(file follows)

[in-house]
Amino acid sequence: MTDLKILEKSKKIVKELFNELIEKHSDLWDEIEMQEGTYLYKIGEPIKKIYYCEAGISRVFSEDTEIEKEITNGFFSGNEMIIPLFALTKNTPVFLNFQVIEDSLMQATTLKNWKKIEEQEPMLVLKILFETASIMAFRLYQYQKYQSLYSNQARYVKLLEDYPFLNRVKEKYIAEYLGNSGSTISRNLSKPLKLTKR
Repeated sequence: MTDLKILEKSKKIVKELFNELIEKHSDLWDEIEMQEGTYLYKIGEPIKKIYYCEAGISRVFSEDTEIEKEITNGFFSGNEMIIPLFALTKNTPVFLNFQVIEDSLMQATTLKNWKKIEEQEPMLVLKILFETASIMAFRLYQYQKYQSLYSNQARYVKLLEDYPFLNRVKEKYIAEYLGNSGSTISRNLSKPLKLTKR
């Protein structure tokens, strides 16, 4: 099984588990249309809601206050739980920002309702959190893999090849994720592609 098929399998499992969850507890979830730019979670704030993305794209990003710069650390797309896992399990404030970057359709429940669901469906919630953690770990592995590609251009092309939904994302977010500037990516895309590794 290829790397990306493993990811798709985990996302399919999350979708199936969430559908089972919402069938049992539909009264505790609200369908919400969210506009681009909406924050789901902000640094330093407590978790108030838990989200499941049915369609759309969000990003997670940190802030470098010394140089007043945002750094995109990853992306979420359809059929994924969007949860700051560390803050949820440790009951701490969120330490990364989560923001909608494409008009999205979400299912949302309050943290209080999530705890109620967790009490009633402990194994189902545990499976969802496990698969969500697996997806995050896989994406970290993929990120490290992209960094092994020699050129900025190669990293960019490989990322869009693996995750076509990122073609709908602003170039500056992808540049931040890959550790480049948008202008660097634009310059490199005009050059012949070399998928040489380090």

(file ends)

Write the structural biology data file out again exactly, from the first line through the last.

[in-house]
Amino acid sequence: MTDLKILEKSKKIVKELFNELIEKHSDLWDEIEMQEGTYLYKIGEPIKKIYYCEAGISRVFSEDTEIEKEITNGFFSGNEMIIPLFALTKNTPVFLNFQVIEDSLMQATTLKNWKKIEEQEPMLVLKILFETASIMAFRLYQYQKYQSLYSNQARYVKLLEDYPFLNRVKEKYIAEYLGNSGSTISRNLSKPLKLTKR
Repeated sequence: MTDLKILEKSKKIVKELFNELIEKHSDLWDEIEMQEGTYLYKIGEPIKKIYYCEAGISRVFSEDTEIEKEITNGFFSGNEMIIPLFALTKNTPVFLNFQVIEDSLMQATTLKNWKKIEEQEPMLVLKILFETASIMAFRLYQYQKYQSLYSNQARYVKLLEDYPFLNRVKEKYIAEYLGNSGSTISRNLSKPLKLTKR
């Protein structure tokens, strides 16, 4: 099984588990249309809601206050739980920002309702959190893999090849994720592609 098929399998499992969850507890979830730019979670704030993305794209990003710069650390797309896992399990404030970057359709429940669901469906919630953690770990592995590609251009092309939904994302977010500037990516895309590794 290829790397990306493993990811798709985990996302399919999350979708199936969430559908089972919402069938049992539909009264505790609200369908919400969210506009681009909406924050789901902000640094330093407590978790108030838990989200499941049915369609759309969000990003997670940190802030470098010394140089007043945002750094995109990853992306979420359809059929994924969007949860700051560390803050949820440790009951701490969120330490990364989560923001909608494409008009999205979400299912949302309050943290209080999530705890109620967790009490009633402990194994189902545990499976969802496990698969969500697996997806995050896989994406970290993929990120490290992209960094092994020699050129900025190669990293960019490989990322869009693996995750076509990122073609709908602003170039500056992808540049931040890959550790480049948008202008660097634009310059490199005009050059012949070399998928040489380090």